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Results of The Direct Support Workforce and COVID-19 National Survey 2020

Results of the Direct Support Workforce and COVID-19 National Survey 2020

Download a PDF version of the Results of the Direct Support Workforce and COVID-19 National Survey 2020 PDF

Introduction and Background

The direct support workforce provides an array of critical supports making it possible for people with intellectual and developmental disabilities (IDD) to live, work, and thrive in their communities. These professionals perform multiple tasks, at any given time during the course of their work, which may be similar to those of teachers, nurses, psychologists, occupational therapists, physical therapists, counselors, dieticians, chauffeurs, personal trainers, and others. There is no Bureau of Labor Statistics occupational classification for direct support workers and they are often categorized with home health aides, personal care assistants, certified nurse assistants, and others. Providing home and community-based supports for people with IDD, however, requires specialized skills and competencies that are not reflected by the low wages due to underfunded Medicaid-reimbursed rates, limited access to benefits, and lack of respect afforded to this essential workforce.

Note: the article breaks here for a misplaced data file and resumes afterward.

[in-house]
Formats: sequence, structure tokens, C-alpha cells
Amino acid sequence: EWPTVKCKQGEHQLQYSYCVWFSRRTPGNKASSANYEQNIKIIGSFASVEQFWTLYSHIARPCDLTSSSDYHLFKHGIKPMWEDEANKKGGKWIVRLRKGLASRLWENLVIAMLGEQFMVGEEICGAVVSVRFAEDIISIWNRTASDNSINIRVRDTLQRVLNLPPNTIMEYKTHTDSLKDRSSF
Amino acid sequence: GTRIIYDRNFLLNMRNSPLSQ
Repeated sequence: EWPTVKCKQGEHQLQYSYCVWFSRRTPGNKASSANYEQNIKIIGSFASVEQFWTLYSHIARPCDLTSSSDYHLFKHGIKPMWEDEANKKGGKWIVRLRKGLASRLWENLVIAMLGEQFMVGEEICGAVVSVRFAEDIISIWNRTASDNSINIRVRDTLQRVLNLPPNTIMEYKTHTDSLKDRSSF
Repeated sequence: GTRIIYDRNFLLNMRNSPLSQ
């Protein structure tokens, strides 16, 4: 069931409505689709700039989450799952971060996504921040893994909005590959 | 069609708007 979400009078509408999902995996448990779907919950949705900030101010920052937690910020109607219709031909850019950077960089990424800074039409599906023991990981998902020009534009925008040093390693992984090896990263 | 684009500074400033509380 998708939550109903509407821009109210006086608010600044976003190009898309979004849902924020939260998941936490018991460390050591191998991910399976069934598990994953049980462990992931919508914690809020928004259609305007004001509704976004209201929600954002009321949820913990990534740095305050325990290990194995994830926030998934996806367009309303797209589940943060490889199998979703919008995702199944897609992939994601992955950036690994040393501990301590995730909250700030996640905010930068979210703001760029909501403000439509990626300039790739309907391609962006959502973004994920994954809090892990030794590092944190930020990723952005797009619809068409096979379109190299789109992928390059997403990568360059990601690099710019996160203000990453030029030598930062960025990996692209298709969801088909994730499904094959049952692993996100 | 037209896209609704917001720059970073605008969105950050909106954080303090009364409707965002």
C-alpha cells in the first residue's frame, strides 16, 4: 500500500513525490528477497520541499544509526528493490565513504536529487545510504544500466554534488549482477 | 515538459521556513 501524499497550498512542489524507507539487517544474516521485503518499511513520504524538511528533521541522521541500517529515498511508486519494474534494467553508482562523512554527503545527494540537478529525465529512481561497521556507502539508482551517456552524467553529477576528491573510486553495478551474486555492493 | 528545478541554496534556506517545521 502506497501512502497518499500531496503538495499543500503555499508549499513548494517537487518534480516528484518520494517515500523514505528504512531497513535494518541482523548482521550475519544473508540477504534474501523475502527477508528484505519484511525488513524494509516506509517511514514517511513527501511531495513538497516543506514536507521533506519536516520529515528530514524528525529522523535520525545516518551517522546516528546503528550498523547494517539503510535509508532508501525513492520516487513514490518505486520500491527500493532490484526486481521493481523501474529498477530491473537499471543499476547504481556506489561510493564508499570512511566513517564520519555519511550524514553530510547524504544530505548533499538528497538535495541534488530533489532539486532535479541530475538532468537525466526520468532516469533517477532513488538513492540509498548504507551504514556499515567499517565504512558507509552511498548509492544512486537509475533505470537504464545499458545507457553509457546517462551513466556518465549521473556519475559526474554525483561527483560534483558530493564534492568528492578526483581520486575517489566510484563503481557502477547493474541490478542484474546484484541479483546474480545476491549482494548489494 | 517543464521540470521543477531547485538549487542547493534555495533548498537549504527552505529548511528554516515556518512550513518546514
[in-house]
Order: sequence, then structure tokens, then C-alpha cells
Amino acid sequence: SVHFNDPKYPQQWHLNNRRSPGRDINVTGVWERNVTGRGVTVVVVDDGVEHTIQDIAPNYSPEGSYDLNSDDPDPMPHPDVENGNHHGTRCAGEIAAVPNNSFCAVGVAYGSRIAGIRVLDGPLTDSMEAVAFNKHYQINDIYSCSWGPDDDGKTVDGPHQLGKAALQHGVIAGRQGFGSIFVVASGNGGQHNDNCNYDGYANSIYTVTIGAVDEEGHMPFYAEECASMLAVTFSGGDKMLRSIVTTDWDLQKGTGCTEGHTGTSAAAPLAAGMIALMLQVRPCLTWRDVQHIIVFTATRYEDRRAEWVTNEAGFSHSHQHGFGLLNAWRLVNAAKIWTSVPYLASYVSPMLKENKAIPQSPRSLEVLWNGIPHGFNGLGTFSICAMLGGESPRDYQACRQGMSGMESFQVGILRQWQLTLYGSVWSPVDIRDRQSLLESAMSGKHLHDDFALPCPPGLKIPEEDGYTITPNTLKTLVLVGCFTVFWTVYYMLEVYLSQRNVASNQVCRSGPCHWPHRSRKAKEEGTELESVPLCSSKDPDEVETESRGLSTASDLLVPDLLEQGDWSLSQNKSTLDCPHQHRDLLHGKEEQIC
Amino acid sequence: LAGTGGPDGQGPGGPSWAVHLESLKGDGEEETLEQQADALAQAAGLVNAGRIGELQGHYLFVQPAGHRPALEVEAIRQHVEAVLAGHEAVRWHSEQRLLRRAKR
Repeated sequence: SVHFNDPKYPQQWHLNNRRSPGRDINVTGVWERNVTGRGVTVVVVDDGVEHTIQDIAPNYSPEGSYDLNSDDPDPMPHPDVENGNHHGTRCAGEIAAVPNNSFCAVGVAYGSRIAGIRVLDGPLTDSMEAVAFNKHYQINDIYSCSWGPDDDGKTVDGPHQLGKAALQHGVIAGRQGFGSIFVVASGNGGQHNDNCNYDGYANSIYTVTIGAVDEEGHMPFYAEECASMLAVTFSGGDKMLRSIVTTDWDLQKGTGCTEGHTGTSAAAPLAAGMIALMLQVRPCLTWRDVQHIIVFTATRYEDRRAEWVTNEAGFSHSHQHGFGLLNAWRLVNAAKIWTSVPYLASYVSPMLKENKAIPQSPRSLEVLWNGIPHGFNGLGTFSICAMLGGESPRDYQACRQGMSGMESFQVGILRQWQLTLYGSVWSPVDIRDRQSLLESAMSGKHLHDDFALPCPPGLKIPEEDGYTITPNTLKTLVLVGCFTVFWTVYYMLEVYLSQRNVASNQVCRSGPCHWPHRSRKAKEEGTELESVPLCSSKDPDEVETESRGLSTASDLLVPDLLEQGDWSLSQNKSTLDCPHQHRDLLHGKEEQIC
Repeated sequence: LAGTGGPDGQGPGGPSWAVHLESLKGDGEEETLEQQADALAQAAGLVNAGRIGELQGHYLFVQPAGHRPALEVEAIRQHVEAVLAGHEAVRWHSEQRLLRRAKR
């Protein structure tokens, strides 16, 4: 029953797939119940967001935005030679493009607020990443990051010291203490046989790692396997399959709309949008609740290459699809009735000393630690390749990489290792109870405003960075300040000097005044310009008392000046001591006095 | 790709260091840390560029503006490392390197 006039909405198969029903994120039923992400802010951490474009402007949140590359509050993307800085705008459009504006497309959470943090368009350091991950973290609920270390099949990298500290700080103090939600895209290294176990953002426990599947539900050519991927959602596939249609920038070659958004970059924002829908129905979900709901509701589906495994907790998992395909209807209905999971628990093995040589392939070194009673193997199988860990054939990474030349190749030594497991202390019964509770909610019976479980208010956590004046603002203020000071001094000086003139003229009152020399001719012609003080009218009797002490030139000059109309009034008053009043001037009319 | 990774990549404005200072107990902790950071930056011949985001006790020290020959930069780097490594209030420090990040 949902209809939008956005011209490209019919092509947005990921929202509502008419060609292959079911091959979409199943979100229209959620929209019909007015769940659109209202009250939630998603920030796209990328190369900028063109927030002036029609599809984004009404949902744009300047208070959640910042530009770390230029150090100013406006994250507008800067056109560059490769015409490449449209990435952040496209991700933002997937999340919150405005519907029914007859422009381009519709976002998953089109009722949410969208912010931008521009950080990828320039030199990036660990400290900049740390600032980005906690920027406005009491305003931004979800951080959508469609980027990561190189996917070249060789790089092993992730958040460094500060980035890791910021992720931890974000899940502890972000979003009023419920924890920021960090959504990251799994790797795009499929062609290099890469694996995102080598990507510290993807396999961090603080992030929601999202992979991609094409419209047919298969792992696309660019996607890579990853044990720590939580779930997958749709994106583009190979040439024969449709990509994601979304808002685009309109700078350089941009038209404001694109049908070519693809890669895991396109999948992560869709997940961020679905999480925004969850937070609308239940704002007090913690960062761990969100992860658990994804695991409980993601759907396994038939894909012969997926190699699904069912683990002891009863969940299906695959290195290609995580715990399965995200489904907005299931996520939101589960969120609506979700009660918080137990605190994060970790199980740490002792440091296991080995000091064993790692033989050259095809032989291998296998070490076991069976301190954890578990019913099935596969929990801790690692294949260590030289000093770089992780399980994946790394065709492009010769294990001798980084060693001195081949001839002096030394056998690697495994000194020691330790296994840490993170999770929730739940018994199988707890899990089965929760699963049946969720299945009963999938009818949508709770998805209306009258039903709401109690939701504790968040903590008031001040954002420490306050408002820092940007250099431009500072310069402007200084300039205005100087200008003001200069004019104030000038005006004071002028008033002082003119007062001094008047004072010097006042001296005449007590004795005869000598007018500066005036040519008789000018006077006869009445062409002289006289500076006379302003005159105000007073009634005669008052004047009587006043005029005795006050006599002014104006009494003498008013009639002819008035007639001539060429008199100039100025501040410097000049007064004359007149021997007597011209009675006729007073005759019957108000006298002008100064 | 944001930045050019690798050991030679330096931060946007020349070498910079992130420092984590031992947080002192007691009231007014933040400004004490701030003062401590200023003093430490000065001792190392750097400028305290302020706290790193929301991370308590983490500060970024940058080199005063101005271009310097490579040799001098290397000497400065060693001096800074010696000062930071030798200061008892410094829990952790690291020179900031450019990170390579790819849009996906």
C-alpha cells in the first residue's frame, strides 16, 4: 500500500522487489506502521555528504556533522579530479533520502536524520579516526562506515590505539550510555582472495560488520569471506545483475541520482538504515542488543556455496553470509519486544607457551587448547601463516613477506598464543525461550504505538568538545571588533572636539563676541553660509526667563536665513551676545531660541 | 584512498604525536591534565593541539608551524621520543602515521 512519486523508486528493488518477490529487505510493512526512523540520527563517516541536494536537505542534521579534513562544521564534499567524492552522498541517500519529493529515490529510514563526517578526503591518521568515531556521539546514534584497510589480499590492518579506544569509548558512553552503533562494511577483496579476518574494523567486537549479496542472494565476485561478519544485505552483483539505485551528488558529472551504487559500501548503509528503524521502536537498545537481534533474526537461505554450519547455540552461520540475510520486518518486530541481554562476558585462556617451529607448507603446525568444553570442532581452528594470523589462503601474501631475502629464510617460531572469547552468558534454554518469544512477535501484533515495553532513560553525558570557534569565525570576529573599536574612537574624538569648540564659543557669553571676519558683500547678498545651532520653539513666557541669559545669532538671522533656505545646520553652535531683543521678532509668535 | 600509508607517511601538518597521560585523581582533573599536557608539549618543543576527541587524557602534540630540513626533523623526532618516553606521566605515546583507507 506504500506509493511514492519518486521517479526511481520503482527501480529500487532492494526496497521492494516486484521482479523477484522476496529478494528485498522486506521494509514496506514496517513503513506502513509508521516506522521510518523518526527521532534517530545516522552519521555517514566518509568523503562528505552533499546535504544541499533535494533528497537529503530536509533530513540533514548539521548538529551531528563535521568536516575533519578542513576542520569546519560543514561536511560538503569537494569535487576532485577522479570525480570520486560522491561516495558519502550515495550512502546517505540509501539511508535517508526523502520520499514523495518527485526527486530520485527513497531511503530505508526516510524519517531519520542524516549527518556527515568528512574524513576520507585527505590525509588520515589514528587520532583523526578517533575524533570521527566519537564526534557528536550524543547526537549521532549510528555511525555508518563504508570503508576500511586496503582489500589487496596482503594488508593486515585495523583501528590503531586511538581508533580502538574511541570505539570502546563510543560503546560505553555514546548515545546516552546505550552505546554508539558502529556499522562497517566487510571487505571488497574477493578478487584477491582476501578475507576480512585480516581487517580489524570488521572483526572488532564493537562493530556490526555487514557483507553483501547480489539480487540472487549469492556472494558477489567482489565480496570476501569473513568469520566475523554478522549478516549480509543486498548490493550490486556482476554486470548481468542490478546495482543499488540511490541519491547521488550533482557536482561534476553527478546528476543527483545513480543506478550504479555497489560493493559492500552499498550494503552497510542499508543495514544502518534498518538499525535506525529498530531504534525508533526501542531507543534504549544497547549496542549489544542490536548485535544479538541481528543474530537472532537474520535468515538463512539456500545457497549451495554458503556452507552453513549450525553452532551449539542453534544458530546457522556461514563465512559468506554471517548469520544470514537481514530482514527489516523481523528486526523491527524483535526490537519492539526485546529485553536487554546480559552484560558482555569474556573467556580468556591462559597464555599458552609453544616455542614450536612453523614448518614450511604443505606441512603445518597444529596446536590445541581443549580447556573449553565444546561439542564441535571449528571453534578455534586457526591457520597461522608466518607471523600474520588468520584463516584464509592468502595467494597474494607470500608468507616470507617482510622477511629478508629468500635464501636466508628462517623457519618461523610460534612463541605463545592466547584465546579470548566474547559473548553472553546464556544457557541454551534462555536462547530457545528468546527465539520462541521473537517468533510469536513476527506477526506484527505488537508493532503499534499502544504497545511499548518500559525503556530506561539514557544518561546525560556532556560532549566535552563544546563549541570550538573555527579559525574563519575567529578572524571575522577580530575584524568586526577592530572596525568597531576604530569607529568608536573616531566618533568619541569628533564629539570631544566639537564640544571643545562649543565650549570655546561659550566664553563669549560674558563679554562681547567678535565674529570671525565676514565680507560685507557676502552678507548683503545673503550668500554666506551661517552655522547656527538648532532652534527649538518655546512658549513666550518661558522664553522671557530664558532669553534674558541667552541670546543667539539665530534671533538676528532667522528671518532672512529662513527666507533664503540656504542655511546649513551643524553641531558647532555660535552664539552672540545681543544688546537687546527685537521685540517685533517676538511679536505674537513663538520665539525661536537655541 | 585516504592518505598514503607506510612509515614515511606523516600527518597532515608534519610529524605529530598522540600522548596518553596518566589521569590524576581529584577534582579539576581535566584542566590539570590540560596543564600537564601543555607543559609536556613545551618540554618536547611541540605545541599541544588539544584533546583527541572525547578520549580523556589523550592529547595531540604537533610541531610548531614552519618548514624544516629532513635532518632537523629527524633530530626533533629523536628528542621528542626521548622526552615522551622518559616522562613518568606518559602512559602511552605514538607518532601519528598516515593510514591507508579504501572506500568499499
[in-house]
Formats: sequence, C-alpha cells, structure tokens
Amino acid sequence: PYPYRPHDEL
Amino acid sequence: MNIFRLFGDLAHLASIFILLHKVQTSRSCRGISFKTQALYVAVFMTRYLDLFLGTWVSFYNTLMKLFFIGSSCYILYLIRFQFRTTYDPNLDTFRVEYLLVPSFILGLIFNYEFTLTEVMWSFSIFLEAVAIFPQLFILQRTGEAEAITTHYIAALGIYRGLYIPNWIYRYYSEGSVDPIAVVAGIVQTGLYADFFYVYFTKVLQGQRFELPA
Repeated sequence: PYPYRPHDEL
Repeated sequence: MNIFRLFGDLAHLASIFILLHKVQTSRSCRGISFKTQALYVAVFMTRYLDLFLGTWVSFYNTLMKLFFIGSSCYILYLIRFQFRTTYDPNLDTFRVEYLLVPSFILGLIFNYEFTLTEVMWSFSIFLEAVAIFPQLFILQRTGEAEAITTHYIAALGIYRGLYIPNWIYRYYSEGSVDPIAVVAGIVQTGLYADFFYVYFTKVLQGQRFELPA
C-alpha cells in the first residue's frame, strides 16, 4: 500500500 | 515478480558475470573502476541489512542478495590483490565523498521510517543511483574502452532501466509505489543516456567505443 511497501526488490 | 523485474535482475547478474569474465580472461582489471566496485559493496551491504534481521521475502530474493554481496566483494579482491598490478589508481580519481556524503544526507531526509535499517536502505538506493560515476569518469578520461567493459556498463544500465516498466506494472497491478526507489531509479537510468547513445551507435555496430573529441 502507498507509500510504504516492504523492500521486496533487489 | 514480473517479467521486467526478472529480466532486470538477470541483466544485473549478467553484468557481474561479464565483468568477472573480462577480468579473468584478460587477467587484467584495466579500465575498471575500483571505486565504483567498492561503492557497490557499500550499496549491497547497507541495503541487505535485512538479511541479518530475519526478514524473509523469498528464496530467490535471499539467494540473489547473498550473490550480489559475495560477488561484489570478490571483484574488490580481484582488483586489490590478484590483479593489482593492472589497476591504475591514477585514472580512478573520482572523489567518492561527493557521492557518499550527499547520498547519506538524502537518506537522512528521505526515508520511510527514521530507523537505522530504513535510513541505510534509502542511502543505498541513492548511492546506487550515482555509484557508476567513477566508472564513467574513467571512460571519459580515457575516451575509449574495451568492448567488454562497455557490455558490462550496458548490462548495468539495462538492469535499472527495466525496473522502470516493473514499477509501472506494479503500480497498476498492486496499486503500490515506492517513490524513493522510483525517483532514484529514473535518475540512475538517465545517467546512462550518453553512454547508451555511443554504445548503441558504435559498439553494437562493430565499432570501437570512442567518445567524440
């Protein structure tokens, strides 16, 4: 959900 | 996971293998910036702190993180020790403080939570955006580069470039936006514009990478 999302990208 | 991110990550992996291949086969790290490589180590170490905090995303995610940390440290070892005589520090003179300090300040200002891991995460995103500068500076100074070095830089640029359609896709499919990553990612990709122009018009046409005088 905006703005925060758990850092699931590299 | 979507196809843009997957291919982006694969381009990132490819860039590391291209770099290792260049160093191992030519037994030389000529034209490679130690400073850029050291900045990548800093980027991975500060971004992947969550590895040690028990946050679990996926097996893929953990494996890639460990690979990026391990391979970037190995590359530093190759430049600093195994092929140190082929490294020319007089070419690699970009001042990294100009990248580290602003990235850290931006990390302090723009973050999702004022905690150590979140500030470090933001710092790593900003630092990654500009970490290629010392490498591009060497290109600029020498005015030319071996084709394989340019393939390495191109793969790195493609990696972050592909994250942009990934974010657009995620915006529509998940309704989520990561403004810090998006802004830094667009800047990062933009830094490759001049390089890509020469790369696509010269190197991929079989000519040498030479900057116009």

The shortage of direct support workers is well documented. Over 50% left their positions in 2018 with one-third leaving in the first six months of employment and vacancy rates are near 15% for full-time and 18% for part-time positions (National Core Indicators, 2019). As a result, many direct support workers, supervisors, and other staff consistently have to work overtime to provide supports, yet sometimes people with IDD go without supports. Family members are called upon to provide these supports which affects their availability to maintain employment. With the pandemic, social distancing guidelines and stay-at-home orders have negatively affected the lives of people with IDD and the supports they need. As such the University of Minnesota and National Alliance for Direct Support Professionals collaborated to lift up the voice of the direct support workforce. The aim of this study was to gather evidence about the experiences of the direct support workforce during the COVID-19 pandemic and to inform efforts to better prepare for future waves of this pandemic.

A direct support worker was defined as an employee who spends at least 50% of their time providing supports for a person with IDD. Almost 9,000 direct support workers from the U.S. completed the survey between April 23-May 27, 2020. At least one survey was received from every state. Nearly 60% of respondents were employed in the direct support work-force as their primary job for more than 36 months and 18% were employed less than one year. A little over 60% worked in agency/facility sites, 39% worked in individual or family homes, and 17% worked in day program or employment services. While 96.8% self-identified as an essential worker, when the pandemic hit in the U.S., states were slow to identify direct support workers as essential.

Direct Support Workforce Pay and Hours

Wages and extra pay